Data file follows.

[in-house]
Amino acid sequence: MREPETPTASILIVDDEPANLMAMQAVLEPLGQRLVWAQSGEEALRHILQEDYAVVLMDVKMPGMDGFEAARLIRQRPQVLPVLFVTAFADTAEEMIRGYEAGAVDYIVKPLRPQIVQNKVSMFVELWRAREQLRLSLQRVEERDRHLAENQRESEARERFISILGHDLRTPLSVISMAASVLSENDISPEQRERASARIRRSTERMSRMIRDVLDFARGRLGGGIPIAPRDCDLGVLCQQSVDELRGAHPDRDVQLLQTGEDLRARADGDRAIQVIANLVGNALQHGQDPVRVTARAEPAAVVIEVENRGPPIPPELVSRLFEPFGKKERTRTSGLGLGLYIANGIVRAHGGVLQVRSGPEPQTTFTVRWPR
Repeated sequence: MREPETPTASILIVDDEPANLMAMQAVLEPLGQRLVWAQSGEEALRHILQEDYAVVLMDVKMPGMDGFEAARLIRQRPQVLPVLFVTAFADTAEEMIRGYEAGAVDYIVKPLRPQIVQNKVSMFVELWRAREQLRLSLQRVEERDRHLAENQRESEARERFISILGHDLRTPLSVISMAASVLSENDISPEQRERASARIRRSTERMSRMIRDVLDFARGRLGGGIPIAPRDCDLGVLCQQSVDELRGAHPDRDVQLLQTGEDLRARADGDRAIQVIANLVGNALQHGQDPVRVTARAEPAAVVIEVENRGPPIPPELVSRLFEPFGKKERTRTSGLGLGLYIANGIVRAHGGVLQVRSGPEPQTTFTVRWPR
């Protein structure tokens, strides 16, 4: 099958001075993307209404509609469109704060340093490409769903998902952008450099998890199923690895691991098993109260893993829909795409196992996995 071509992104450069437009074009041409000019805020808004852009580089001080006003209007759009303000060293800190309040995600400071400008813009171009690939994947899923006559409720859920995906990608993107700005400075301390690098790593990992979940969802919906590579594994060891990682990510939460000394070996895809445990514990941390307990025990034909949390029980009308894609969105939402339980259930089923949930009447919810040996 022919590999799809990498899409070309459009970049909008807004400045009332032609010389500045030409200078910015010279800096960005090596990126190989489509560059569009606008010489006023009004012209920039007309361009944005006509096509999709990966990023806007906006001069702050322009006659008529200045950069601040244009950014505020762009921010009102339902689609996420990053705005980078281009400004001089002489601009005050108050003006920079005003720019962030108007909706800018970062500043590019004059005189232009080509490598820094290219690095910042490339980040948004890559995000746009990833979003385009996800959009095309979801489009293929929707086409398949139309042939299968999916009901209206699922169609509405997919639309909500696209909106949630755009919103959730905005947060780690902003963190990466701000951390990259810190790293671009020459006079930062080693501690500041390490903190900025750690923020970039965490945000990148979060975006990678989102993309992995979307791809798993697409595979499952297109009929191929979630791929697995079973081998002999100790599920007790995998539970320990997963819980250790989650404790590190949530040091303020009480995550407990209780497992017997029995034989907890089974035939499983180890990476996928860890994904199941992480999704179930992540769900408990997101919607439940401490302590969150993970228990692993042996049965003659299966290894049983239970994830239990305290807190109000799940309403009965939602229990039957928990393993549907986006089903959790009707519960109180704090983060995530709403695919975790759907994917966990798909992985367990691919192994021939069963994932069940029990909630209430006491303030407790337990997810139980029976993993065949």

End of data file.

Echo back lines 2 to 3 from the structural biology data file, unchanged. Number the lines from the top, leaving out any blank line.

Amino acid sequence: MREPETPTASILIVDDEPANLMAMQAVLEPLGQRLVWAQSGEEALRHILQEDYAVVLMDVKMPGMDGFEAARLIRQRPQVLPVLFVTAFADTAEEMIRGYEAGAVDYIVKPLRPQIVQNKVSMFVELWRAREQLRLSLQRVEERDRHLAENQRESEARERFISILGHDLRTPLSVISMAASVLSENDISPEQRERASARIRRSTERMSRMIRDVLDFARGRLGGGIPIAPRDCDLGVLCQQSVDELRGAHPDRDVQLLQTGEDLRARADGDRAIQVIANLVGNALQHGQDPVRVTARAEPAAVVIEVENRGPPIPPELVSRLFEPFGKKERTRTSGLGLGLYIANGIVRAHGGVLQVRSGPEPQTTFTVRWPR
Repeated sequence: MREPETPTASILIVDDEPANLMAMQAVLEPLGQRLVWAQSGEEALRHILQEDYAVVLMDVKMPGMDGFEAARLIRQRPQVLPVLFVTAFADTAEEMIRGYEAGAVDYIVKPLRPQIVQNKVSMFVELWRAREQLRLSLQRVEERDRHLAENQRESEARERFISILGHDLRTPLSVISMAASVLSENDISPEQRERASARIRRSTERMSRMIRDVLDFARGRLGGGIPIAPRDCDLGVLCQQSVDELRGAHPDRDVQLLQTGEDLRARADGDRAIQVIANLVGNALQHGQDPVRVTARAEPAAVVIEVENRGPPIPPELVSRLFEPFGKKERTRTSGLGLGLYIANGIVRAHGGVLQVRSGPEPQTTFTVRWPR